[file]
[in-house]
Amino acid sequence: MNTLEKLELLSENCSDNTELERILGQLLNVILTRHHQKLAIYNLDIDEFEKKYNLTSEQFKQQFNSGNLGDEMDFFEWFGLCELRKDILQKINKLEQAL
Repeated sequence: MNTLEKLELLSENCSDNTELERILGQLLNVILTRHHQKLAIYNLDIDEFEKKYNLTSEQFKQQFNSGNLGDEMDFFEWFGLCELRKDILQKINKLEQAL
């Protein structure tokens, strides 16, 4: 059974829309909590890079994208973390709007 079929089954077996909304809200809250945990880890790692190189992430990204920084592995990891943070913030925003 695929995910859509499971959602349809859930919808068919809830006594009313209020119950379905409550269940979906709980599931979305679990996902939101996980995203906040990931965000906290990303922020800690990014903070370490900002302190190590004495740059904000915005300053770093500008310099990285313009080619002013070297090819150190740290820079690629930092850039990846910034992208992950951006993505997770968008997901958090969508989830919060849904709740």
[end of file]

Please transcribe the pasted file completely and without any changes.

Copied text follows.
[in-house]
Amino acid sequence: MNTLEKLELLSENCSDNTELERILGQLLNVILTRHHQKLAIYNLDIDEFEKKYNLTSEQFKQQFNSGNLGDEMDFFEWFGLCELRKDILQKINKLEQAL
Repeated sequence: MNTLEKLELLSENCSDNTELERILGQLLNVILTRHHQKLAIYNLDIDEFEKKYNLTSEQFKQQFNSGNLGDEMDFFEWFGLCELRKDILQKINKLEQAL
């Protein structure tokens, strides 16, 4: 059974829309909590890079994208973390709007 079929089954077996909304809200809250945990880890790692190189992430990204920084592995990891943070913030925003 695929995910859509499971959602349809859930919808068919809830006594009313209020119950379905409550269940979906709980599931979305679990996902939101996980995203906040990931965000906290990303922020800690990014903070370490900002302190190590004495740059904000915005300053770093500008310099990285313009080619002013070297090819150190740290820079690629930092850039990846910034992208992950951006993505997770968008997901958090969508989830919060849904709740």